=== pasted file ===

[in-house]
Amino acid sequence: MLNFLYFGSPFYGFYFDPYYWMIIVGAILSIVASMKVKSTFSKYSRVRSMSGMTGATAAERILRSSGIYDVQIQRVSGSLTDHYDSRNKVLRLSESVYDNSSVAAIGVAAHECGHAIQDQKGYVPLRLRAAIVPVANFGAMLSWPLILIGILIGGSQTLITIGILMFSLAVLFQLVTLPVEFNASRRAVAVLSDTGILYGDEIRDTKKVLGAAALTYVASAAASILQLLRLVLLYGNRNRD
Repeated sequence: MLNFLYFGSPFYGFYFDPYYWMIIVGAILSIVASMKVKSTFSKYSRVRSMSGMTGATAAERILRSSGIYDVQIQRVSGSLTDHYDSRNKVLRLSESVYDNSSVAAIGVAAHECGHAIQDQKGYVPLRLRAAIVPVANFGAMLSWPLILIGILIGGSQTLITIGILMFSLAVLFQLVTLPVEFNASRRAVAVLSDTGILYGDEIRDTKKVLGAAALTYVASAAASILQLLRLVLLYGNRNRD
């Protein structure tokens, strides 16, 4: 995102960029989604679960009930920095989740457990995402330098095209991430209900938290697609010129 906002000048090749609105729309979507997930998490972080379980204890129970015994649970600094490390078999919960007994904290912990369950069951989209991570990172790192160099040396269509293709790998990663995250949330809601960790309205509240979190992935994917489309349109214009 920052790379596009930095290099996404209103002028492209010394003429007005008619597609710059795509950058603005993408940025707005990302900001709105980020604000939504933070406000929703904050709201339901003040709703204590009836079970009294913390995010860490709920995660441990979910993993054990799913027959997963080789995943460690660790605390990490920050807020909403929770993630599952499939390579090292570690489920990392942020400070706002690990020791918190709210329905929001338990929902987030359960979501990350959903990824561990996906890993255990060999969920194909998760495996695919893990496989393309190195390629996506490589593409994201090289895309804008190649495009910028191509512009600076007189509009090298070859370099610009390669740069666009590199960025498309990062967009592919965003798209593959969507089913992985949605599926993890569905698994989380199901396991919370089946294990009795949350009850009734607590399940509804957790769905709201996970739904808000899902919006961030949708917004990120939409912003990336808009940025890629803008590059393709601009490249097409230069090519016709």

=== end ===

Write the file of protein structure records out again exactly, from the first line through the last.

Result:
[in-house]
Amino acid sequence: MLNFLYFGSPFYGFYFDPYYWMIIVGAILSIVASMKVKSTFSKYSRVRSMSGMTGATAAERILRSSGIYDVQIQRVSGSLTDHYDSRNKVLRLSESVYDNSSVAAIGVAAHECGHAIQDQKGYVPLRLRAAIVPVANFGAMLSWPLILIGILIGGSQTLITIGILMFSLAVLFQLVTLPVEFNASRRAVAVLSDTGILYGDEIRDTKKVLGAAALTYVASAAASILQLLRLVLLYGNRNRD
Repeated sequence: MLNFLYFGSPFYGFYFDPYYWMIIVGAILSIVASMKVKSTFSKYSRVRSMSGMTGATAAERILRSSGIYDVQIQRVSGSLTDHYDSRNKVLRLSESVYDNSSVAAIGVAAHECGHAIQDQKGYVPLRLRAAIVPVANFGAMLSWPLILIGILIGGSQTLITIGILMFSLAVLFQLVTLPVEFNASRRAVAVLSDTGILYGDEIRDTKKVLGAAALTYVASAAASILQLLRLVLLYGNRNRD
């Protein structure tokens, strides 16, 4: 995102960029989604679960009930920095989740457990995402330098095209991430209900938290697609010129 906002000048090749609105729309979507997930998490972080379980204890129970015994649970600094490390078999919960007994904290912990369950069951989209991570990172790192160099040396269509293709790998990663995250949330809601960790309205509240979190992935994917489309349109214009 920052790379596009930095290099996404209103002028492209010394003429007005008619597609710059795509950058603005993408940025707005990302900001709105980020604000939504933070406000929703904050709201339901003040709703204590009836079970009294913390995010860490709920995660441990979910993993054990799913027959997963080789995943460690660790605390990490920050807020909403929770993630599952499939390579090292570690489920990392942020400070706002690990020791918190709210329905929001338990929902987030359960979501990350959903990824561990996906890993255990060999969920194909998760495996695919893990496989393309190195390629996506490589593409994201090289895309804008190649495009910028191509512009600076007189509009090298070859370099610009390669740069666009590199960025498309990062967009592919965003798209593959969507089913992985949605599926993890569905698994989380199901396991919370089946294990009795949350009850009734607590399940509804957790769905709201996970739904808000899902919006961030949708917004990120939409912003990336808009940025890629803008590059393709601009490249097409230069090519016709």